However, the Island is formidable and when the weather is wreaking havoc with races, the wildlife can get in the way too. And both of these things can play a huge part in how makes it to the end of a race, let alone scores points. The possible wet weather will mean that the likes of Martin, who ride well in rainy conditions, have the chance to do well but T1 is arguable the fastest corner on the racing calendar so when all the riders pile into this corner first time round – it could catch a few riders out. It’s also been very cold the last few days, meaning that cold tyres will be something all riders need to be aware of.

There are 7 left hand corners (to 5 right hand corners) so the tyres should warm on all side relatively evenly but this could still catch riders out in the opening laps before their tyres are properly heated. And of course, it wouldn’t be a Phillip Island preview if the wildlife isn’t brought up. The main culprits are seagulls but other wildlife has wondered on track in the past, and it’s hard enough racing but dodging animals makes the AusGP a unique experience.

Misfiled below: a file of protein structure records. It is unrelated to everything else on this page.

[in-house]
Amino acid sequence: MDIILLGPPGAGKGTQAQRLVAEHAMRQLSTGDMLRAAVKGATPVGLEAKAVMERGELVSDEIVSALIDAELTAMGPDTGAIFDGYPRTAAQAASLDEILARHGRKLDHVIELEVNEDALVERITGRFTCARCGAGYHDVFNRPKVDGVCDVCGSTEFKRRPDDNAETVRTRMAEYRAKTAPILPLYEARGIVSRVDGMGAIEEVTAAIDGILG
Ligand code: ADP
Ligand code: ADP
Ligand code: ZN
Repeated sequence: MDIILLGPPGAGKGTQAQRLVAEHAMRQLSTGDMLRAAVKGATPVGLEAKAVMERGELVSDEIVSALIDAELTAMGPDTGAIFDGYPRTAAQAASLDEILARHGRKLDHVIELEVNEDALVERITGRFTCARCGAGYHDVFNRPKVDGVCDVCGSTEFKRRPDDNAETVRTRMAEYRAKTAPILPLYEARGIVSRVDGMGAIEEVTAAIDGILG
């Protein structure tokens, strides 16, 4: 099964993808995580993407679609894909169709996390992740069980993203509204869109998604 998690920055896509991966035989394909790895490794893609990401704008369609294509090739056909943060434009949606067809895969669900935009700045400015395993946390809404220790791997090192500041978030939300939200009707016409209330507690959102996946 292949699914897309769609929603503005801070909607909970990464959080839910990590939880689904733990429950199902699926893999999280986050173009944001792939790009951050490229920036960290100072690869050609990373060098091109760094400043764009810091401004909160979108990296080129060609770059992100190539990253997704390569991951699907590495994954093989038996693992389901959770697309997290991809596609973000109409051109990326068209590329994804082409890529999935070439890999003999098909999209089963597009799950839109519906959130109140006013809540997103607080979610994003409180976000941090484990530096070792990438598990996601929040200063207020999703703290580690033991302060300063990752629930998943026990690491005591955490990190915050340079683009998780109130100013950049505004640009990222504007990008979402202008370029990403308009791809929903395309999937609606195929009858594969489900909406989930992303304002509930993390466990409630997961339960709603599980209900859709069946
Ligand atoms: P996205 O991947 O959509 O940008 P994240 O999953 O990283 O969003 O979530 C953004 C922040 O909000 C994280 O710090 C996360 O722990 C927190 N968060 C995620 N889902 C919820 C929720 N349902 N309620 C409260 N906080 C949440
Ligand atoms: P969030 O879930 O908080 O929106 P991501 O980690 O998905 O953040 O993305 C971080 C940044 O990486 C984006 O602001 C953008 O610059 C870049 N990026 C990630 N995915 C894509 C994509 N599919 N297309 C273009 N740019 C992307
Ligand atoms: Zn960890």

With 2018 bringing in the 29th Phillip Island GP, only Sunday will reveal whether it was the weather, wildlife or the own fault of the riders that messes up someone’s Grand Prix weekend.

War of Attrition as Weather Brings Havoc in Race 2

Leon Haslam marked his first race as British champion with his 15th win of the season, in treacherous conditions at Brands Hatch.

It’s almost become an expected part of British racing that the sun will not be shining but unfortunately with the rain brought many crashes. Only 14 riders finished Race 2 with 12 crashing out, including Danny Kent (Halsall Racing Suzuki), Jake Dixon (Kawasaki) and Andrew Irwin (BeWiser Ducati).